200 Labels Withdraw from Spotify, Similar Services

November 21, 2011 Updated: April 2, 2013


Around 200 labels were pulled from streaming music sites including Spotify, Napster, Simfy, and Rdio by their parent company in the past week, following the publishing of new study from NPD Group and music industry group NARM.

ST Holdings, the owner of the 200 labels, said it pulled the labels because the study, which was published via the Digital Music News, found that Spotify and similar services discouraged record sales instead of promoting them.

“Despite these services offering promotion to many millions of music listeners we have concerns that these services cannibalise the revenues of more traditional digital services,” it said in a statement, citing the NPD and NARM study.

The company said when it asked record labels whether they would like to be featured on Spotify and the other music services, only four said they would, according to the statement. 

“As a distributor we have to do what is best for our labels. The majority of which do not want their music on such services,” ST Holdings said. 

Spotify and its ilk “provide poor revenue and have a detrimental affect on sales. Add to that, the feeling that their music loses its specialness by its exploitation as a low value/free commodity,” it added.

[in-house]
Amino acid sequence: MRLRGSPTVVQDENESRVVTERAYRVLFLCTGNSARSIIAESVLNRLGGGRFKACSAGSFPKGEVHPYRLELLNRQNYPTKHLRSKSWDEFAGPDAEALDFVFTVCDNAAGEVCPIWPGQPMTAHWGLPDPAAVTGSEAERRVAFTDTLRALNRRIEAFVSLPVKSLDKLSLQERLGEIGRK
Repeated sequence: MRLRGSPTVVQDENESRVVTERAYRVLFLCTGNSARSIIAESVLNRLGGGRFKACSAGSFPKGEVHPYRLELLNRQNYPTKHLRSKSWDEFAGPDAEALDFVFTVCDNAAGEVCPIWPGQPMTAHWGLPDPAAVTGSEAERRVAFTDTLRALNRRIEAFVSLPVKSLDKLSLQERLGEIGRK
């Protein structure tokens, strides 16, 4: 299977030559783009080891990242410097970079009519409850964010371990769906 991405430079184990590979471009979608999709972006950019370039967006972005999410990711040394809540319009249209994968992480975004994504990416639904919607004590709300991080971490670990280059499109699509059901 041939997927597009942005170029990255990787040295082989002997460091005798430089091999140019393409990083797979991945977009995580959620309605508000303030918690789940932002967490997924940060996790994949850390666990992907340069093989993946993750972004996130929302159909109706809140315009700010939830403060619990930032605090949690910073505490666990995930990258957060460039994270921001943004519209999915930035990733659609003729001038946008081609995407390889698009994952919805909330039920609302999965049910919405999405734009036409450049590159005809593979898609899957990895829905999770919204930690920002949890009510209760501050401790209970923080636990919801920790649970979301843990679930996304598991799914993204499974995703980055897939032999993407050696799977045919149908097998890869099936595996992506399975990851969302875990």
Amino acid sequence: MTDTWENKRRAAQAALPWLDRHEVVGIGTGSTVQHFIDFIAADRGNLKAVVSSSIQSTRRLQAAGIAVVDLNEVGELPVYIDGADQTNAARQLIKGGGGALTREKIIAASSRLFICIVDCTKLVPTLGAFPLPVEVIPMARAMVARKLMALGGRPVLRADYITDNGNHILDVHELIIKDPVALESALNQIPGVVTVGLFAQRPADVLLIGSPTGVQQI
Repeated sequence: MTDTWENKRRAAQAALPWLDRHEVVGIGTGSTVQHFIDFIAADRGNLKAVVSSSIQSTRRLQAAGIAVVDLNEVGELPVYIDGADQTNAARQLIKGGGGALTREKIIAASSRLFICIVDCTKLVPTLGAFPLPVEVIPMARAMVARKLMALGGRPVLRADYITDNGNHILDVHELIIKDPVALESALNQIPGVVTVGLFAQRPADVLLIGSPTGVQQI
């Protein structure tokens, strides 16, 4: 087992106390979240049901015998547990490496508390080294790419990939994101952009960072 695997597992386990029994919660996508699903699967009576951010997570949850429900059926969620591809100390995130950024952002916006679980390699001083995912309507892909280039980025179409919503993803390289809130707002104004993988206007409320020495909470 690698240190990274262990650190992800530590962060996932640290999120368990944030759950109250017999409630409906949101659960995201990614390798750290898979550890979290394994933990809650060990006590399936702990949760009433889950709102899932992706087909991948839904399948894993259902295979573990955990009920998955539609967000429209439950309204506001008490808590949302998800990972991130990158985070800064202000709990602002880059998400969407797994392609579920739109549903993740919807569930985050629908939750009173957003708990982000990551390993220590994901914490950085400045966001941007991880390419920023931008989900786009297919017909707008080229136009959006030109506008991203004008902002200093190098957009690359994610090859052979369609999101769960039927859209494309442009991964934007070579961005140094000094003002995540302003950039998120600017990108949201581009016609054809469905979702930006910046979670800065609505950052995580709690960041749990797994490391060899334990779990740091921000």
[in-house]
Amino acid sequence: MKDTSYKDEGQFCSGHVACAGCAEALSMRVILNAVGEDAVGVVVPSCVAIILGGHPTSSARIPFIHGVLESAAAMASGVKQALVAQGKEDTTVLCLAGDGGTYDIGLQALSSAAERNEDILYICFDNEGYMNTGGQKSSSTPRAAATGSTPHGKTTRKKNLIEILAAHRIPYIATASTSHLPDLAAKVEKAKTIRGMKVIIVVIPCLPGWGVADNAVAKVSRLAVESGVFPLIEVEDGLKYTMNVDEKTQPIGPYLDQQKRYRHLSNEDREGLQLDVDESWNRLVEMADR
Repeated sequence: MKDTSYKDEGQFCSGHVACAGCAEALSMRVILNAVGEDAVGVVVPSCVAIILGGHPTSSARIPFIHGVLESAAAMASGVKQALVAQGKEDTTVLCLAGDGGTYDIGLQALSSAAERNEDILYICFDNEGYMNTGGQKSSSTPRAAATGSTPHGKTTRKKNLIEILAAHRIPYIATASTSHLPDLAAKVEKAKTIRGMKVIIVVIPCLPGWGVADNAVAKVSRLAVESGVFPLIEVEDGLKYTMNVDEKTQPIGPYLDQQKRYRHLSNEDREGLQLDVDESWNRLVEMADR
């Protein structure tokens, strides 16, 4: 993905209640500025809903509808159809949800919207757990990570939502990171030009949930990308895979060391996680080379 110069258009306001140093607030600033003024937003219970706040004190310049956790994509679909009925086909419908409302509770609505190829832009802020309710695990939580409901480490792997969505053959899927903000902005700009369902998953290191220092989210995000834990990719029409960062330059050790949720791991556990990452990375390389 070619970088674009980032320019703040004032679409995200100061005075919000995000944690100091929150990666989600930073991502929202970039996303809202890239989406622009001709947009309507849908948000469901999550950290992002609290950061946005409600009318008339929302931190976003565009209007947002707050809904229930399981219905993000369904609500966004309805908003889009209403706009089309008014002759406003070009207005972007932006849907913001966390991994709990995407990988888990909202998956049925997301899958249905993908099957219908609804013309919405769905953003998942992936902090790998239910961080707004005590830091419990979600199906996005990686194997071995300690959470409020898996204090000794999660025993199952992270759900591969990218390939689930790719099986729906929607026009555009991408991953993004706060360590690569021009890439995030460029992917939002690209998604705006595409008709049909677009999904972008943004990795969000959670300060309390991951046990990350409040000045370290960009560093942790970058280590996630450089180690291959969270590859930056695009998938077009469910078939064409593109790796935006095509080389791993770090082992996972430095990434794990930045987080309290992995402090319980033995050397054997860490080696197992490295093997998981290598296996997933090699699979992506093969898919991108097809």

Although this sound like a cataclysmic event for Spotify and Napster, many of the labels are relatively small and are based in the U.K., specializing in electronic music including dubstep, drum & bass, and techno. Spotify, the largest of the four services affected, continues to offer a plethora of mainstream music from the four largest record labels and other independent labels.

Several weeks ago, recording artists Coldplay and Tom Waits also said they would not release their latest albums on Spotify, according to a report from CNET, citing insider sources.

In the NPD NARM study, Spotify and similar digital music mediums discouraged the purchase of music instead of encouraging sales. “In fact, access has been deemed ‘most detrimental’ to monetization across nearly all demographic categories,” it states.

Even though the services increase accessibility to artists, labels are not able to capitalize on the sales of CDs, vinyl, or iTunes downloads, the study found.

The study also noted that other services including Grooveshark, Soundcloud, and even YouTube are cutting into profits. The study was unclear, however, as to how much these websites impacted labels.

A spokesperson with Spotify told the Music Ally website the company is “confused by the way this research has been interpreted” because it “was not referenced anywhere in the research questionnaire and had only been live in the U.S. for a matter of days when the study was carried out.”

 The spokesperson cited data from Europe, where Spotify was first launched, which found the sharing site correlated to a 43 percent growth in the digital music growth market, compared with 9.3 percent in countries that did not feature Spotify.